Depart FMRP at 5:30am or not later that 6:00am. Depart Oslob, Cebu not later than 2:00pm.
Big boat rental rate
Php 13,000 (maximum 20 persons)
EUF for locals
EUF for foreigners
Mactan or Maktan is a densely populated island located a few kilometres (~1 mile) from Cebu Island in the Philippines. The island is part of Cebu Province and it is divided into Lapu-Lapu City and the municipality of Cordova. The island is separated from Cebu by the Mactan Channel which is crossed by two bridges: the Marcelo Fernan Bridge and the Mactan-Mandaue Bridge. The island covers some 65 square kilometres (25 sq mi) and is home to some 470,000 people, making it the nation’s most densely populated island. Along with Olango Island Group, the isles are administered as 1 city and a municipality covering 75.25 square kilometres (29.05 sq mi).
Basilica Menor del Santo Niño
The Basilica Minore del Santo Niño de Cebú (English: Minor Basilica of the Holy Child of Cebú) commonly known as the Santo Niño Basilica, is a minor basilica in Cebu City in the Philippines that was founded in 1565 by Frays Andrés de Urdaneta, O.S.A. and Diego de Herrera, O.S.A.. The oldest Roman Catholic church in the country, it is built on the spot where the image of the Santo Niño de Cebú was found during the expedition of Miguel López de Legazpi. The icon, a statue of the Child Jesus, is the same one presented by Ferdinand Magellan to the chief consort of Rajah Humabon upon the royal couple’s christening on April 14, 1521. It was found by a soldier forty years later, preserved in a wooden box, after Legazpi had razed a local village. When Pope Paul VI made the church a basilica in 1965, he said it is the symbol of the birth and growth of Christianity in the Philippines.
Cebu Taoist Temple
Cebu Taoist Temple is a Taoist temple located in Beverly Hills Subdivision of Cebu City, Philippines The temple was built by Cebu’s substantial Chinese community in 1972. With an elevation of 300 metres (980 ft) above sea level, the temple is a towering, multi-tiered, multi-hued attraction accessible by three separate winding routes.
The temple is the center of worship for Taoism, the religion which follows the teachings of the ancient Chinese philosopher, Lao Zi. Another ritual among Taoist devotees, which is done during Wednesdays and Sundays, is the climbing of its 81 steps (representing the 81 chapters of Taoism scriptures) to light joss sticks and have their fortune read by the monks.
Casa Gorordo Museum
Built in the 1850s, this former residence of Juan Gorordo offers guided tours, a cafe, & a gift shop.
The Casa Gorordo Museum was originally a house built in the mid-19th century by Alejandro Reynes Y Rosales and bought by Juan Isidro de Gorordo, a Spanish merchant, in 1863. Four generations of the Gorordo family lived in this house, including Juan Gorordo, the first Filipino bishop of Cebu in 1910-1932. Acquired in 1980 by the Ramon Aboitiz Foundation, Inc. the house was restored and later opened as public museum. The Casa Gorordo Museum has been declared a national historical landmark by virtue of national historical institute board resolution no. 4 dated September 24, 1991.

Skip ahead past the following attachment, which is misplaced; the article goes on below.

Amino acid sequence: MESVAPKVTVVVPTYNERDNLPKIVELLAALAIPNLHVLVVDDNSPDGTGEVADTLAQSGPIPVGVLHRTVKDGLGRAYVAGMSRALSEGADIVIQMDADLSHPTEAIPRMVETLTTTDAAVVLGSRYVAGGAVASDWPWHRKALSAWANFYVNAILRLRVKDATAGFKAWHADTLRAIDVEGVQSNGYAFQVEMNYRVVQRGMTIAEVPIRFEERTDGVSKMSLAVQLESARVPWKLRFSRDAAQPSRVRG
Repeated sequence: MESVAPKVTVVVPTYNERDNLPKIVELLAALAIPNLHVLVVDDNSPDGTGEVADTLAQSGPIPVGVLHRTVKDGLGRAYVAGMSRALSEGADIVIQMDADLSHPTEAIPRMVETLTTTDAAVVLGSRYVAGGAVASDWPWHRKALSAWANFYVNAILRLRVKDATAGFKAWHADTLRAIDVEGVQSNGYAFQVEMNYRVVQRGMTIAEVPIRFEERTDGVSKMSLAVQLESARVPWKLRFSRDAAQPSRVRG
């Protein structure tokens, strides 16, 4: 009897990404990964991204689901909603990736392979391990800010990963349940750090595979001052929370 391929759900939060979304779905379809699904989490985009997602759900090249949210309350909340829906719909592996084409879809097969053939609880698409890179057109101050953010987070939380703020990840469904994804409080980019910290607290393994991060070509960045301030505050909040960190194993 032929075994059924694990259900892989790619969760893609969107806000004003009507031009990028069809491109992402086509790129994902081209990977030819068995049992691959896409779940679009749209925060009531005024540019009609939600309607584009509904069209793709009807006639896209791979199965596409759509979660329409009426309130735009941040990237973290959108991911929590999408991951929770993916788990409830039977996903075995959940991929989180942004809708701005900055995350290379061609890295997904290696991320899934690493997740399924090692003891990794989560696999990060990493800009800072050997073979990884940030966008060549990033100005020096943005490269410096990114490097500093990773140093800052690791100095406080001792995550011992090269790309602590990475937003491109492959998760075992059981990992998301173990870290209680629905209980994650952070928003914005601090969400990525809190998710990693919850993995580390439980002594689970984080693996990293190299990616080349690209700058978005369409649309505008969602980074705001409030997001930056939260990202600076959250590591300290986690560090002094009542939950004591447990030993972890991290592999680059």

Yap-Sandiego Ancestral House
The Yap-Sandiego Ancestral House is located at 155-Lopez Jaena corner Mabini Street, Parian District in Cebu, Philippines. It is just a few steps away from the Parian Monument which is also known as Heritage of Cebu Monument and meters away from Colon Street, the oldest street in the Philippines. Considered to be one of the oldest residential houses in the Philippines, the Yap-Sandiego Ancestral House was built sometime between 1675 and 1700. It was originally owned by a Chinese merchant named Don Juan Yap and his wife, Doña Maria Florido. They had 3 children, namely, Maria, Eleuterio, and Consolacion Yap.
Jumalon Butterfly Sanctuary
The Jumalon Butterfly Sanctuary, Mini-museum, and Art Gallery is the brainchild of Prof. Julian N. Jumalon, a Cebuano Fine Arts Graduate of the University of the Philippines, Manila. The Butterfly Sanctuary includes the breeding of the butterflies of Cebu which had been opened to the public since 1974, where people could view the life-cycles of native butterflies.
Temple of Leah: A Tribute of Love
The Temple is an edifice of Roman architecture and Greek methodology inspired as you can see from the sculptures, columns, and high pillars. People who visited the place felt that they stepped into ancient Rome.
As you entered the Temple you would be greeted by a gigantic lions lying on each side of the stairs that will guide you to the door step where you can see a staircase with angels made up of brass and the Queen of the Temple in a 10-ft statue with crown and flower.
Cebu Metropolitan Cathedral
The Cebu Metropolitan Cathedral, also known as The Metropolitan Cathedral of the Holy Angels and of St. Vitales (consecrated to the Archangels and all angels and dedicated to the saint), or The Metropolitan Cathedral of St. Vitales is the ecclesiastical seat of the Metropolitan Archdiocese of Cebu in Cebu, Philippines. Cebu was established as a diocese on August 14, 1595. It was elevated as a metropolitan archdiocese on April 28, 1934 with the dioceses of Dumaguete, Maasin,Tagbilaran, and Talibon as suffragans. Before being raised as a primatial church in Cebu, the temple was one of the first churches in the Philippines (besides the Basilica del Santo Niño) dedicated to St. Vitales and built near the fort in April 1565 by Miguel Lopez de Legazpi, Fray Andrés de Urdaneta and Fray Diego de Herrera.